"Prior to it we had pupils who couldn't cope with the academic side of PE. With Intermediate 1 and 2, pupils can now play to their strengths.

"Fewer are dropping out to do modules because Intermediate courses can cater for those who couldn't manage the theoretical side of it and the work commitment. We can now cater for any pupil in PE.

"Higher Still has been for the better. The workload for pupils and staff may be much greater but pupils are better prepared for the exam now that they are getting used to unit assessments. It helps us make sure we are covering the course work and preparing them for the exam. I think we are all pushing harder as a result."

The more encompassing nature of Higher Still is one that appeals to the ethos of St John's High, says Mr Haggarty.

"We are about education, not certification. Education is what pupils experience. It is a lot more than the sum of the classrooms. If we get our delivery right we should be of service to the whole person."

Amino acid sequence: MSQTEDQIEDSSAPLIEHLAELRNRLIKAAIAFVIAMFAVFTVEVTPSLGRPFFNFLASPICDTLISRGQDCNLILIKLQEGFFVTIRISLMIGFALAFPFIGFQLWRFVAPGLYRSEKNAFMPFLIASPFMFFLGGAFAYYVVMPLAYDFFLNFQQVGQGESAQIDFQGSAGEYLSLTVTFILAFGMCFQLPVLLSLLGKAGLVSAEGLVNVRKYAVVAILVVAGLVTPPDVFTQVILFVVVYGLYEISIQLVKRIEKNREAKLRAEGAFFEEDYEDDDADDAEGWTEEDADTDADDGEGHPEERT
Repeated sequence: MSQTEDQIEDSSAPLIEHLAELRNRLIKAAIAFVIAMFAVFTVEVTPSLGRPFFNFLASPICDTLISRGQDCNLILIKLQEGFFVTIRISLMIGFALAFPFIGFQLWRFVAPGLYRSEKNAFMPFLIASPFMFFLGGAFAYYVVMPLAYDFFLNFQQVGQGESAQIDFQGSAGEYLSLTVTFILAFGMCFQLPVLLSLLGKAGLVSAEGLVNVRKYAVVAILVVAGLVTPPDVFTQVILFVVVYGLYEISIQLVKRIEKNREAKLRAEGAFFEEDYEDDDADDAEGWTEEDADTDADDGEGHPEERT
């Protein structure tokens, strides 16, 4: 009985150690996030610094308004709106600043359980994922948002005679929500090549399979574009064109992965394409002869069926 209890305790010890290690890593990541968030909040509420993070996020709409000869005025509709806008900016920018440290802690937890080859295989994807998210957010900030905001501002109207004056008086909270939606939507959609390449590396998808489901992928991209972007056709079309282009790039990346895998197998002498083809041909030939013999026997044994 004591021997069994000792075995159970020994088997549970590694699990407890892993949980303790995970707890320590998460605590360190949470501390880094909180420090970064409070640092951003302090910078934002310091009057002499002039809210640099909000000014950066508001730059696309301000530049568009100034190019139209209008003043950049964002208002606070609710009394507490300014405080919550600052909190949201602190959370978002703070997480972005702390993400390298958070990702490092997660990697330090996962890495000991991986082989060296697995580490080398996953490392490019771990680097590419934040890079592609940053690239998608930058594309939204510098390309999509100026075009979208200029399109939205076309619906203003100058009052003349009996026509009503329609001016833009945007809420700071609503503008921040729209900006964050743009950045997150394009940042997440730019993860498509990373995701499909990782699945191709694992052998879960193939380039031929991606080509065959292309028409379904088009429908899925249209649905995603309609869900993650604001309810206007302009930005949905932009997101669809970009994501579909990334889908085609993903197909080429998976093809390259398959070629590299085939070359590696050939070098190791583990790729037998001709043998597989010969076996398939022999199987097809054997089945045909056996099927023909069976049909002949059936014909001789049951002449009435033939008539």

Torry Academy, Aberdeen

James Curran

Principal teacher, Chemistry

"My bugbear is articulation. In chemistry, Standard grade to Higher is OK but Intermediate 2 to Higher is a mess. I don't know why stage two modules were removed. They were an excellent bridge between Standard grade (S4) and Higher (S6).

"Intermediate 2 is too like Standard grade. General (bands 3 and 4) kids feel that they've done it all before. It's going to be a problem for anyone who wants to progress.

"Having moved here this year from Kirkwall Grammar in Orkney, I'm struck by the stark contrast between numbers. With 19-20 Higher pupils before, it was cumbersome trying to get them all through the unit assessment hoops at the same time. With only two Higher pupils this year, and probably seven next, it's much easier and you can give pupils more individual attention.

"In general I've no complaint about timing or pressure. Both here and in Orkney I've never found any difficulty in finishing courses a few weeks before the pupils go on study leave. The timing is fine for covering course content and in neither school have I noticed too much pressure on either staff or pupils.